You may have heard a lot about the 30% ruling, or you may even be claiming it already. Here’s a definitive guide to this very Dutch expat benefit, by Tax Consultants International.
The Netherlands has a beneficial regime for employees who are recruited or hired from abroad. The extraterritorial expenses you, as expat, can incur because you live outside of your home country, may under circumstances be reimbursed free of tax. Key for tax-free reimbursement is that your employer is able to substantiate these expenses. Examples of extraterritorial expenses are housing allowance, cost of living allowance, personal income tax return assistance, house hunting/acquaintance trips. This is not a limited list!
An alternative for tax beneficial reimbursement of costs, is to apply for the 30%-ruling. In a nutshell, this ruling means that instead of reimbursing the actual extraterritorial expenses, 30% of the gross taxable salary can be reimbursed free of tax.
If the 30%-ruling applies, generally no tax free reimbursements of separate extraterritorial expenses can occur. Such expenses reimbursed in addition to the 30%-ruling, are subject to wage tax. The only exception is the reimbursement for international school fees for your children. Those expenses can be reimbursed tax free, even if you have the 30%-ruling.
The requirements for the 30%-ruling need to be met continuously, otherwise the ruling ends. The conditions for obtaining a 30%-ruling are as follows:
- You (the employee) have to be assigned to the Netherlands or recruited from abroad to work in the Netherlands;
- You must have lived more than 150 kilometers from the Dutch border during at least 2/3 (16 months) of the 24 months period prior to the start of the employment in the Netherlands; and
- You need to have specific skills that are scarcely available on the Dutch labor market. Specific skills are deemed to be available if you have an annual taxable salary of at least € 37,296 (2018) excl. the 30% allowance (€ 53,280 incl. the 30% allowance). The salary criterion can be lower (i.e. € 28,350 excl. the 30% allowance) if you have a Master’s degree (MSc) and are not yet 30 years. For scientists and researchers of educational and subsidized research organizations no minimum salary threshold applies.
Key is that you reside outside the Netherlands when getting the job. If you move to the Netherlands, register here and only then start looking for a job, you are not considered to be recruited/hired from abroad.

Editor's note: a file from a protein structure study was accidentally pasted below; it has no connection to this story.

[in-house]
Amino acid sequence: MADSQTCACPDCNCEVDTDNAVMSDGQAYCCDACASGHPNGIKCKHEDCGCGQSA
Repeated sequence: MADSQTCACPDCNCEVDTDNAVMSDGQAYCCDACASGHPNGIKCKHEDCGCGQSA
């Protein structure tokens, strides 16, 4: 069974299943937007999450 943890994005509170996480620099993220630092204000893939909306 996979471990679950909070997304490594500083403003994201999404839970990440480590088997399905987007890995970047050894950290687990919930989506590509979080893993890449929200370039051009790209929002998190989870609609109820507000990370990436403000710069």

The 150 kilometer requirement effectively means that if you currently live in Belgium, Luxembourg and (small) parts of Germany, France and the UK, you do not qualify for the 30%-ruling. However, the actual extraterritorial expenses incurred can still be reimbursed free of tax to you.
The salary threshold is considered a minimum salary. If your taxable salary exceeds € 53,280, in effect 30% of the full taxable salary is free of tax. If you earn between the minimum threshold of € 37,296 and € 53,280, the tax free amount is the difference between your salary and the minimum threshold. Effectively, you have a partial 30%-ruling.
Please note that each case should be reviewed on its own merits and in case of doubt, expert advice should be sought.
30%-ruling and Dutch personal income tax return
An additional benefit if you have the 30%-ruling is to opt to be treated as a “partial non-resident taxpayer” in your Dutch income tax return.
This means that you will be treated as a resident taxpayer for Box 1 (income from work and main residence). For Box 2 (income from substantial shareholding) and Box 3 (income from savings and investments), you will be considered a non-resident taxpayer. In such case, the value of your bank accounts do not have to be included in the Dutch income tax return. No income tax is due on your assets. Depending on the tax treatment of ‘wealth’ in your home country, this may be (more) beneficial.
In principle, the 30%-ruling is granted for a maximum period of 96 months (8 years). Periods of previous stay or employment in the Netherlands ending within/during the last 25 years before the start of your employment are deducted from this period.
The new government announced in its coalition agreement in October 2017 to reduce the period of 8 years to 5 years as per 2019. No new legislation has been drafted yet. Whether a transition rule for existing 30%-rulings will be introduced is currently unknown.
For more information or assistance with the 30%-ruling, or the personal income tax return, please visit our website or call our tax expert Joukje de Jong-Mensink at 0031 20 570 9447.
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